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Патент USA US2137147

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2,137,141
Patented Nov. 15, 1938‘
n
UNITED ‘SIT-ATEs_ mi'rENTv OFFICE.
2,137,147
nus'r omcoaaosioN ranvnu'rmc ' '
-
Mari-mm on. LUBRICANT’
Eric Rofe Styles,‘ Minoco Wharf, West Silvertown,
London, England, assignor to Sllvertown Ln-.
bricants Limited, London, England
No Drawing. Application February 23, 1937, Se- '
rial-No. 127,316.‘ In Great Britain February 4, '
1936
V
'-
'
' it Claims. (01. s'i-s)
This invention relates to solid, semi-liquidv or ’ Other substanceswhich are free from petroleum
liquid materials havinglubricating and/or rust hydrocarbons may be added to the material for
or corrosion-resisting. or preventing properties. r the purpose of modifying its properties; for ex
The object'of the present invention is to provide 1 ‘ample neutral wool‘ grease may be included to '
a stable lubricant and/or material adapted to ‘increase the anti-corrosive properties. As, how
afford protection against rust or corrosion, which ever, it appears that such additional substances
is substantially innocuous or relatively harmless are not without some deleterious effect on'rubber, ,
to rubber, rubber-like masses or rubber C0111: even in the case of neutral wool grease,‘ it is de- I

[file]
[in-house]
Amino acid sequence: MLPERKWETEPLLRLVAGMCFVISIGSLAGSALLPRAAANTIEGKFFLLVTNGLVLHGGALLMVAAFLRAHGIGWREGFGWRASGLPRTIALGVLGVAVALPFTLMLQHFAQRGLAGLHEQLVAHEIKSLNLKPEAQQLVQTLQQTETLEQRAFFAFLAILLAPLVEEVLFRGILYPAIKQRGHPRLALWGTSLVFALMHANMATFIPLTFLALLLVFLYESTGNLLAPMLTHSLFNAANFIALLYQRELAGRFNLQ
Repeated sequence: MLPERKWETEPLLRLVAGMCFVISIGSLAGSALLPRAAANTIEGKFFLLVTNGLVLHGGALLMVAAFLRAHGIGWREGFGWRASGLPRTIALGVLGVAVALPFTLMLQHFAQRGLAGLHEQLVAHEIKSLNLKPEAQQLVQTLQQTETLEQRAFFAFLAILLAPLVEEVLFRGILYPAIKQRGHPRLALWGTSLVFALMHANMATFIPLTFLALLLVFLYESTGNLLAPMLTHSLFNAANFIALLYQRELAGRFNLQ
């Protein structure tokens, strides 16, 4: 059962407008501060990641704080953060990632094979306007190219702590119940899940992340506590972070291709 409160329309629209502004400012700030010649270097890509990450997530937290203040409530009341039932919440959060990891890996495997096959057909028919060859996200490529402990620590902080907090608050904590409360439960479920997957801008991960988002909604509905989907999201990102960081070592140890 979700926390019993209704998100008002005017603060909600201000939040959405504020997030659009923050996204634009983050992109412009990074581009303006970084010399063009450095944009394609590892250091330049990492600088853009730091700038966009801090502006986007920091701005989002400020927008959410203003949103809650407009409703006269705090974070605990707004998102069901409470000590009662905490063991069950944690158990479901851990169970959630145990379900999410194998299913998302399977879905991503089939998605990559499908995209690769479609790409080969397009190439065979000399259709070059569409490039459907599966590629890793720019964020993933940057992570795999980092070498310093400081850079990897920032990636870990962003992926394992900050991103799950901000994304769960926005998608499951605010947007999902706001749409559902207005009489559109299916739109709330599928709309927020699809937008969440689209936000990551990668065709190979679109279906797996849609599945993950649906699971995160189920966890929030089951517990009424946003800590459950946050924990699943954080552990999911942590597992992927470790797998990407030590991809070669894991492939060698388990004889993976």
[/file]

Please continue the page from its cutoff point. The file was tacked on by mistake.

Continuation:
pounds, with-the advantage that ‘the lubricant or sirable to limit the addition to not more than
10 material may be freely used in situations where _ ' 10% and, preferably, not more’than'about 21/2%_ 10
it is difficult or impossible to avoid its coming of the lubricant; while if it is'desired to obtain
the maximum inertness towards rubber in the
into contact with rubber or the like or with ma
terials incorporating it, vulcanized or otherwise.
'It is a further object of theinvention to provide
15 a substantially‘anhydrous lubricant having the
above mentioned qualities.
1
1 '
composition of the invention such additional sub
' stances should be avoided.
'
’
' In carrying thev invention into‘ effect according‘ 15
to one ‘convenient method for producing a soft
The invention‘is based upon the observatio
that no appreciable deleterious action on rubber
lubricant having a melting point in the range 75°
to 100° C., castor oil is heated together with
with "castor oil in the absence of petroleum hydro
employed being sufficient only to melt the lead 20
incorporated with an oil soluble metal soap. .
of the product. Any'acidity in the mixture ‘is
neutralized by addition of the appropriate
amount of lead’carbonate.
and rubber-like masses results from treatment ' from 8 to 10% of lead stearate, the temperature
20
carbons and free fatty acids and that castor .oil soap completely, e. g. 125° 'C.,-since the use of
assumes desirable physical- characteristics when ‘higher temperatureswmayresult in discoloration
According to the invention, a material suitable
-
25 for use as a lubricant or corrosion-resisting coat
ing material comprises castor oil and a metal soap
(other than an alkali metal'soap) and is sub
stantially free from free fatty acids and pe
troleum hydrocarbons.
'
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‘
,
'
25
‘A lubricant of medium hardness may be pre
pared by proceeding‘ in the manner described
above 'andincreasing the lead stearate content to '
. 15% of the castor oil. A hard lubricant is ob
'
tained when an‘ amount of lead ,stearate of from - 3Q
30 ‘ Also in. accordance with the invention, ama